To save content items to your account,
please confirm that you agree to abide by our usage policies.
If this is the first time you use this feature, you will be asked to authorise Cambridge Core to connect with your account.
Find out more about saving content to .
To save content items to your Kindle, first ensure firstname.lastname@example.org
is added to your Approved Personal Document E-mail List under your Personal Document Settings
on the Manage Your Content and Devices page of your Amazon account. Then enter the ‘name’ part
of your Kindle email address below.
Find out more about saving to your Kindle.
Note you can select to save to either the @free.kindle.com or @kindle.com variations.
‘@free.kindle.com’ emails are free but can only be saved to your device when it is connected to wi-fi.
‘@kindle.com’ emails can be delivered even when you are not connected to wi-fi, but note that service fees apply.
Objectives: SARS-CoV-2 is a novel and highly infectious virus. An effective response requires rapid training of healthcare workers (HCWs). We measured the change in knowledge related to COVID-19 and associated factors before and after training of HCWs in Vietnam. Methods: A quasi-experimental design was used to evaluate HCW knowledge related to prevention and control of SARS-CoV-2 before and after attending a 2-day training-of-trainers course. Between June and September 2020, 963 HCWs from 194 hospitals in 21 provinces received the training. HCW knowledge was assessed using a 20-item questionnaire consisting of multiple-choice questions at the beginning and closing of the training course. A participant received 1 point for each correct answer. He or she was considered to have improved knowledge the posttest score was higher than the pretest score with a score ≥15 on the posttest. We applied the McNemar test and logistic regression model to test the level of association between demographic factors and change in knowledge of COVID-19. Results: Overall, 100% of HCWs completed both the pretest and posttest. At baseline, only 14.7% scored ≥15. Following the training, 78.4% scored ≥15 and 64.3% had improved knowledge according to the predetermined definition. Questions related to the order of PPE donning and doffing and respiratory specimen collection procedures were identified as having the greatest improvement (44.6% and 60.7%, respectively). Being female (OR, 1.5; 95% CI, 1.1–2.0), having a postgraduate degree (OR, 2.5; 95% CI, 1.4–4.4), working in a nonmanager position (OR, 1.5; 95% CI, 1.1–2.1), previous contact with a COVID-19 patient (OR, 1.5; 95% CI, 1.1–2.0), and working in northern Vietnam (OR, 2.0; 95% CI, 1.4–2.6), were associated with greater knowledge improvement. Conclusions: Most HCWs demonstrated improved knowledge of COVID-19 prevention and control after attending the training. Particular groups may benefit from additional training: those who are male, leaders and managers, those who hold an undergraduate degree, and those who work in the southern provinces.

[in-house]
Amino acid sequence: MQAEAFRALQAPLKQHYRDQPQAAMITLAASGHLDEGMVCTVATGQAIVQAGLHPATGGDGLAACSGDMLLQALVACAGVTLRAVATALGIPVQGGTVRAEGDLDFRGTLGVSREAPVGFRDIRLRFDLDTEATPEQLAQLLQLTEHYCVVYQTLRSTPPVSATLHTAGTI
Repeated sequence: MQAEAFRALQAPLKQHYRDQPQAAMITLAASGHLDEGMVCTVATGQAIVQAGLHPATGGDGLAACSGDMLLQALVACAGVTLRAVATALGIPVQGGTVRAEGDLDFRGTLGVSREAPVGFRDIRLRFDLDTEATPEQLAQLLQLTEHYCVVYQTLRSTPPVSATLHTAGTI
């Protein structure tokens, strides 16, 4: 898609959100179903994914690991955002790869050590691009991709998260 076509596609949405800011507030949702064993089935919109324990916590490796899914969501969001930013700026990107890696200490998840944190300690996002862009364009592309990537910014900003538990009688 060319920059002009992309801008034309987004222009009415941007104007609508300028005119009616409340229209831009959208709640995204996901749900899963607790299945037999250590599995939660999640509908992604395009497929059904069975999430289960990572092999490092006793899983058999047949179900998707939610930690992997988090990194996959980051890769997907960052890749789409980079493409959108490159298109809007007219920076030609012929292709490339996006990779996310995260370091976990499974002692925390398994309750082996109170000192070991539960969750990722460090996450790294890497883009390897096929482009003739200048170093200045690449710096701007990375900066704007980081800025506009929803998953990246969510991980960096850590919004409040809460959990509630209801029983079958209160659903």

Early life environments interact with genotype to determine stable phenotypic outcomes. Here we examined the influence of a variant in the brain-derived neurotropic factor (BDNF) gene (Val66Met), which underlies synaptic plasticity throughout the central nervous system, on the degree to which antenatal maternal anxiety associated with neonatal DNA methylation. We also examined the association between neonatal DNA methylation and brain substructure volume, as a function of BDNF genotype. Infant, but not maternal, BDNF genotype dramatically influences the association of antenatal anxiety on the epigenome at birth as well as that between the epigenome and neonatal brain structure. There was a greater impact of antenatal maternal anxiety on the DNA methylation of infants with the methionine (Met)/Met compared to both Met/valine (Val) and Val/Val genotypes. There were significantly more cytosine–phosphate–guanine sites where methylation levels covaried with right amygdala volume among Met/Met compared with both Met/Val and Val/Val carriers. In contrast, more cytosine–phosphate–guanine sites covaried with left hippocampus volume in Val/Val infants compared with infants of the Met/Val or Met/Met genotype. Thus, antenatal Maternal Anxiety × BDNF Val66Met Polymorphism interactions at the level of the epigenome are reflected differently in the structure of the amygdala and the hippocampus. These findings suggest that BDNF genotype regulates the sensitivity of the methylome to early environment and that differential susceptibility to specific environmental conditions may be both tissue and function specific.
Email your librarian or administrator to recommend adding this to your organisation's collection.